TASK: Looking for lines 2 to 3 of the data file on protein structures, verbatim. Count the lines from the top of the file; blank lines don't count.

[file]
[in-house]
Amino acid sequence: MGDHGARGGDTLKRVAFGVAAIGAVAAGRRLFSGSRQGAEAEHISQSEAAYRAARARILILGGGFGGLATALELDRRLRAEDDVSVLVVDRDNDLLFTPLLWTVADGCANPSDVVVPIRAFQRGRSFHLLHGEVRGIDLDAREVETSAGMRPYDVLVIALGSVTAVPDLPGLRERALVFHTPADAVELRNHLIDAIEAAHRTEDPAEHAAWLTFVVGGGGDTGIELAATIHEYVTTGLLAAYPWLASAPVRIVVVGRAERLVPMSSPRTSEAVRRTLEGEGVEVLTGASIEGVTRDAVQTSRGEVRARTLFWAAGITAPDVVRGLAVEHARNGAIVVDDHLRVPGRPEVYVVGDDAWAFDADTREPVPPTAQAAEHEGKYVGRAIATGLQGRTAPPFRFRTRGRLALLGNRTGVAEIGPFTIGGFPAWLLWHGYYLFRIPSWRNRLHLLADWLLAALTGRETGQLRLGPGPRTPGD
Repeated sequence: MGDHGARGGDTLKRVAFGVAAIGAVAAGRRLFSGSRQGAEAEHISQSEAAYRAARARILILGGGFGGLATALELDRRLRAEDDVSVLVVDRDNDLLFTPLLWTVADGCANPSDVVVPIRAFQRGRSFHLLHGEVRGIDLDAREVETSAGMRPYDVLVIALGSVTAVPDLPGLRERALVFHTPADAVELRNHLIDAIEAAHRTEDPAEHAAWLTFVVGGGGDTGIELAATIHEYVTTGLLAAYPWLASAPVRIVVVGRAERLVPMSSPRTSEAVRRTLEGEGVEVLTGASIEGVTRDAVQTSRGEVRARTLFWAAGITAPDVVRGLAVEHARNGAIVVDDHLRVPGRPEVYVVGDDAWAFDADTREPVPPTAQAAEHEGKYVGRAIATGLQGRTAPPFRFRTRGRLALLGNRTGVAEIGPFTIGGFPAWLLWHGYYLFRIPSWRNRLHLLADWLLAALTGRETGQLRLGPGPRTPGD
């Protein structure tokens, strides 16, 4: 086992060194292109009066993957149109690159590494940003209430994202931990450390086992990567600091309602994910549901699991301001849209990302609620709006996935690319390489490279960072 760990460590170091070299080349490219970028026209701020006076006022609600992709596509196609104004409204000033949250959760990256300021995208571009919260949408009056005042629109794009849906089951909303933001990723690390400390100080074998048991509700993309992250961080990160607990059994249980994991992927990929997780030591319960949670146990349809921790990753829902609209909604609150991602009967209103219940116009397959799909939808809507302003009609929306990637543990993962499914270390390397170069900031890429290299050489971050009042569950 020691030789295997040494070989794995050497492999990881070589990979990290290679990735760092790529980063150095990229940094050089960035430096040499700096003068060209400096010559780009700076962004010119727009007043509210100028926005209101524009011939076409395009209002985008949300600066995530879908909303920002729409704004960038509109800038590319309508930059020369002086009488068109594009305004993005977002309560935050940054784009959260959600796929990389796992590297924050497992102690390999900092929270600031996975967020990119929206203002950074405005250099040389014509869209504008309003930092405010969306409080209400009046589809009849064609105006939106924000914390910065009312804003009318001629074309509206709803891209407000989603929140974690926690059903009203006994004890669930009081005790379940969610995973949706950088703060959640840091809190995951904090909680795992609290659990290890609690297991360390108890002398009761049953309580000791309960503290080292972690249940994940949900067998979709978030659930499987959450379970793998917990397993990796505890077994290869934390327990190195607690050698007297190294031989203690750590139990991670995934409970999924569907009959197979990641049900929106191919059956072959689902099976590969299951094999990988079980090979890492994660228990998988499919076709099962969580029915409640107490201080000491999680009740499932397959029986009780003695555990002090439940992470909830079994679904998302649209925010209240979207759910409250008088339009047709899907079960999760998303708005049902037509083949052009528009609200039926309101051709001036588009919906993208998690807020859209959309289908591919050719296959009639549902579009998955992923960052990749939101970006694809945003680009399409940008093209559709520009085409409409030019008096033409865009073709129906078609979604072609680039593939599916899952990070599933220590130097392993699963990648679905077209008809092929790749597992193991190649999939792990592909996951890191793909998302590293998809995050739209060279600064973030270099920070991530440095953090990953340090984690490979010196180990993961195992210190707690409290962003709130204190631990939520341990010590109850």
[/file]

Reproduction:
Amino acid sequence: MGDHGARGGDTLKRVAFGVAAIGAVAAGRRLFSGSRQGAEAEHISQSEAAYRAARARILILGGGFGGLATALELDRRLRAEDDVSVLVVDRDNDLLFTPLLWTVADGCANPSDVVVPIRAFQRGRSFHLLHGEVRGIDLDAREVETSAGMRPYDVLVIALGSVTAVPDLPGLRERALVFHTPADAVELRNHLIDAIEAAHRTEDPAEHAAWLTFVVGGGGDTGIELAATIHEYVTTGLLAAYPWLASAPVRIVVVGRAERLVPMSSPRTSEAVRRTLEGEGVEVLTGASIEGVTRDAVQTSRGEVRARTLFWAAGITAPDVVRGLAVEHARNGAIVVDDHLRVPGRPEVYVVGDDAWAFDADTREPVPPTAQAAEHEGKYVGRAIATGLQGRTAPPFRFRTRGRLALLGNRTGVAEIGPFTIGGFPAWLLWHGYYLFRIPSWRNRLHLLADWLLAALTGRETGQLRLGPGPRTPGD
Repeated sequence: MGDHGARGGDTLKRVAFGVAAIGAVAAGRRLFSGSRQGAEAEHISQSEAAYRAARARILILGGGFGGLATALELDRRLRAEDDVSVLVVDRDNDLLFTPLLWTVADGCANPSDVVVPIRAFQRGRSFHLLHGEVRGIDLDAREVETSAGMRPYDVLVIALGSVTAVPDLPGLRERALVFHTPADAVELRNHLIDAIEAAHRTEDPAEHAAWLTFVVGGGGDTGIELAATIHEYVTTGLLAAYPWLASAPVRIVVVGRAERLVPMSSPRTSEAVRRTLEGEGVEVLTGASIEGVTRDAVQTSRGEVRARTLFWAAGITAPDVVRGLAVEHARNGAIVVDDHLRVPGRPEVYVVGDDAWAFDADTREPVPPTAQAAEHEGKYVGRAIATGLQGRTAPPFRFRTRGRLALLGNRTGVAEIGPFTIGGFPAWLLWHGYYLFRIPSWRNRLHLLADWLLAALTGRETGQLRLGPGPRTPGD